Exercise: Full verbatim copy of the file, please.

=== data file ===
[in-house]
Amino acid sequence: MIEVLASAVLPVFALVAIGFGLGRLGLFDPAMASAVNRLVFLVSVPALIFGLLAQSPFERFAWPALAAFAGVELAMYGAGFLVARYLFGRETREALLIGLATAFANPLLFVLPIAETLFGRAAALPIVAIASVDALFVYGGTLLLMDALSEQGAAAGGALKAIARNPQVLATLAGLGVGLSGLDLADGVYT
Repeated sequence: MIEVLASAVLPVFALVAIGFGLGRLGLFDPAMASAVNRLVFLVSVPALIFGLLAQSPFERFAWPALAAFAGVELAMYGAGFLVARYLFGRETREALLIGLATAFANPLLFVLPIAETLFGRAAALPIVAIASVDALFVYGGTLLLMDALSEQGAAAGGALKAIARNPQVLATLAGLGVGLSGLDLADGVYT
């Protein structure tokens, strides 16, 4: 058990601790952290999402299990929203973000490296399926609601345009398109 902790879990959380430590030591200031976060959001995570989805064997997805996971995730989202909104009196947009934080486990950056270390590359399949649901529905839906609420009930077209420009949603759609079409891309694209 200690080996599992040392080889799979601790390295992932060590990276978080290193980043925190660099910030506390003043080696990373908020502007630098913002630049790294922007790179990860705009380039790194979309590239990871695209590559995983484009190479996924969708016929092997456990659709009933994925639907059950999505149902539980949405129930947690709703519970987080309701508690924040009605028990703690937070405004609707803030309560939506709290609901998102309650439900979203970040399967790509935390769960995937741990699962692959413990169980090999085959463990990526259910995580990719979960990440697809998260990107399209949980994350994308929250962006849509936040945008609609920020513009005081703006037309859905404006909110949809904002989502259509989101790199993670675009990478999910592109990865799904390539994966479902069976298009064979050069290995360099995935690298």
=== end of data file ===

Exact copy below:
[in-house]
Amino acid sequence: MIEVLASAVLPVFALVAIGFGLGRLGLFDPAMASAVNRLVFLVSVPALIFGLLAQSPFERFAWPALAAFAGVELAMYGAGFLVARYLFGRETREALLIGLATAFANPLLFVLPIAETLFGRAAALPIVAIASVDALFVYGGTLLLMDALSEQGAAAGGALKAIARNPQVLATLAGLGVGLSGLDLADGVYT
Repeated sequence: MIEVLASAVLPVFALVAIGFGLGRLGLFDPAMASAVNRLVFLVSVPALIFGLLAQSPFERFAWPALAAFAGVELAMYGAGFLVARYLFGRETREALLIGLATAFANPLLFVLPIAETLFGRAAALPIVAIASVDALFVYGGTLLLMDALSEQGAAAGGALKAIARNPQVLATLAGLGVGLSGLDLADGVYT
């Protein structure tokens, strides 16, 4: 058990601790952290999402299990929203973000490296399926609601345009398109 902790879990959380430590030591200031976060959001995570989805064997997805996971995730989202909104009196947009934080486990950056270390590359399949649901529905839906609420009930077209420009949603759609079409891309694209 200690080996599992040392080889799979601790390295992932060590990276978080290193980043925190660099910030506390003043080696990373908020502007630098913002630049790294922007790179990860705009380039790194979309590239990871695209590559995983484009190479996924969708016929092997456990659709009933994925639907059950999505149902539980949405129930947690709703519970987080309701508690924040009605028990703690937070405004609707803030309560939506709290609901998102309650439900979203970040399967790509935390769960995937741990699962692959413990169980090999085959463990990526259910995580990719979960990440697809998260990107399209949980994350994308929250962006849509936040945008609609920020513009005081703006037309859905404006909110949809904002989502259509989101790199993670675009990478999910592109990865799904390539994966479902069976298009064979050069290995360099995935690298």